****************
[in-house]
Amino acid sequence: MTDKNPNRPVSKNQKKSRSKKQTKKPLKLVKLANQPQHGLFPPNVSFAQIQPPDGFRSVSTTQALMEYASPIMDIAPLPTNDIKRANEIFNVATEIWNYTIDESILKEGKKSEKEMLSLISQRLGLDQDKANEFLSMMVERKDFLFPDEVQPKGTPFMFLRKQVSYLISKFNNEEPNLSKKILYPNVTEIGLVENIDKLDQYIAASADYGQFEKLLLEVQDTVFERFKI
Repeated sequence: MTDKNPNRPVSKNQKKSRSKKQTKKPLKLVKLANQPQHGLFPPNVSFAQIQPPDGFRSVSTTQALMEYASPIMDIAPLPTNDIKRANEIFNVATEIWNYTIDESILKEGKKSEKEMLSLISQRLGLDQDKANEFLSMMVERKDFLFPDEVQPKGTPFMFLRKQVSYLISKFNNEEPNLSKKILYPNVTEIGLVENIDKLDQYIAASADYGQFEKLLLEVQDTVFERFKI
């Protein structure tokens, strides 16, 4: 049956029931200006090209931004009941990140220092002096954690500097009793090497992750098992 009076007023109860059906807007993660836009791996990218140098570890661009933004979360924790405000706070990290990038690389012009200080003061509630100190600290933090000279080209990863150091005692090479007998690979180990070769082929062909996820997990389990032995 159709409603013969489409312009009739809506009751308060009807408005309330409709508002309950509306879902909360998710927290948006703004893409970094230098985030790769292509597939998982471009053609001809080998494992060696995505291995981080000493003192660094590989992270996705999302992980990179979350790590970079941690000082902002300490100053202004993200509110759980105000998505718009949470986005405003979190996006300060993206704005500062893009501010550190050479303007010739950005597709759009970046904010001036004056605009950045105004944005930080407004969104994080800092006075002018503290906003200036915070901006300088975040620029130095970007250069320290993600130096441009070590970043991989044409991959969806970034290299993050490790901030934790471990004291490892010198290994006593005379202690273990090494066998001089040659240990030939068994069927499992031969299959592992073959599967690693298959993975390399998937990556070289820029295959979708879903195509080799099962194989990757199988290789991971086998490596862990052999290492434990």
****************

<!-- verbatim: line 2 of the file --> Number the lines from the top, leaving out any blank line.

Amino acid sequence: MTDKNPNRPVSKNQKKSRSKKQTKKPLKLVKLANQPQHGLFPPNVSFAQIQPPDGFRSVSTTQALMEYASPIMDIAPLPTNDIKRANEIFNVATEIWNYTIDESILKEGKKSEKEMLSLISQRLGLDQDKANEFLSMMVERKDFLFPDEVQPKGTPFMFLRKQVSYLISKFNNEEPNLSKKILYPNVTEIGLVENIDKLDQYIAASADYGQFEKLLLEVQDTVFERFKI